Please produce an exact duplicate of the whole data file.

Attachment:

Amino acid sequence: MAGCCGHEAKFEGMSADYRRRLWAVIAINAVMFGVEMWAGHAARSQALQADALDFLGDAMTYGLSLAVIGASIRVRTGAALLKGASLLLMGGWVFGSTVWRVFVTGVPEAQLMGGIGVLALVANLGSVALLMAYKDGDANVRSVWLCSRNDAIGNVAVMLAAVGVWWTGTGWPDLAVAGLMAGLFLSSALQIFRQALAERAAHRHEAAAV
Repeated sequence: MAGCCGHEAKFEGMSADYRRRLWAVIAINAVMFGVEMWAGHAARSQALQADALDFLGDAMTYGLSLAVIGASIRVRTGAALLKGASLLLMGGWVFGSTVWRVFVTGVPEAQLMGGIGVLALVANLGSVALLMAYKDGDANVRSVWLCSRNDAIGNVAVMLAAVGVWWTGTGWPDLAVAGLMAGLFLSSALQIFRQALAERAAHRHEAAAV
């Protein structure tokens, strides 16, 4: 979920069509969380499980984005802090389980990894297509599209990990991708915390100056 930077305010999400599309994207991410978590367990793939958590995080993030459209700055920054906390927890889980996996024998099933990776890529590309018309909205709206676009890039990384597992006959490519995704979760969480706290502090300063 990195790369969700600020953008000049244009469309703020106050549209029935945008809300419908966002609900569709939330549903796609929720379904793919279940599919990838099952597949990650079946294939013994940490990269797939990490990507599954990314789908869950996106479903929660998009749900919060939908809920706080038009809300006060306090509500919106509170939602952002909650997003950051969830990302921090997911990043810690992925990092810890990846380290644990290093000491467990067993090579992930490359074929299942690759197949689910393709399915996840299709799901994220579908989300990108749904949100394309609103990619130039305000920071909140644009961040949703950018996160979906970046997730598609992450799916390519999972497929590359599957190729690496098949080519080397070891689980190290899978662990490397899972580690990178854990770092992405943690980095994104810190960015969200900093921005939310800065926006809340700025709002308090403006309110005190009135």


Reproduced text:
Amino acid sequence: MAGCCGHEAKFEGMSADYRRRLWAVIAINAVMFGVEMWAGHAARSQALQADALDFLGDAMTYGLSLAVIGASIRVRTGAALLKGASLLLMGGWVFGSTVWRVFVTGVPEAQLMGGIGVLALVANLGSVALLMAYKDGDANVRSVWLCSRNDAIGNVAVMLAAVGVWWTGTGWPDLAVAGLMAGLFLSSALQIFRQALAERAAHRHEAAAV
Repeated sequence: MAGCCGHEAKFEGMSADYRRRLWAVIAINAVMFGVEMWAGHAARSQALQADALDFLGDAMTYGLSLAVIGASIRVRTGAALLKGASLLLMGGWVFGSTVWRVFVTGVPEAQLMGGIGVLALVANLGSVALLMAYKDGDANVRSVWLCSRNDAIGNVAVMLAAVGVWWTGTGWPDLAVAGLMAGLFLSSALQIFRQALAERAAHRHEAAAV
């Protein structure tokens, strides 16, 4: 979920069509969380499980984005802090389980990894297509599209990990991708915390100056 930077305010999400599309994207991410978590367990793939958590995080993030459209700055920054906390927890889980996996024998099933990776890529590309018309909205709206676009890039990384597992006959490519995704979760969480706290502090300063 990195790369969700600020953008000049244009469309703020106050549209029935945008809300419908966002609900569709939330549903796609929720379904793919279940599919990838099952597949990650079946294939013994940490990269797939990490990507599954990314789908869950996106479903929660998009749900919060939908809920706080038009809300006060306090509500919106509170939602952002909650997003950051969830990302921090997911990043810690992925990092810890990846380290644990290093000491467990067993090579992930490359074929299942690759197949689910393709399915996840299709799901994220579908989300990108749904949100394309609103990619130039305000920071909140644009961040949703950018996160979906970046997730598609992450799916390519999972497929590359599957190729690496098949080519080397070891689980190290899978662990490397899972580690990178854990770092992405943690980095994104810190960015969200900093921005939310800065926006809340700025709002308090403006309110005190009135």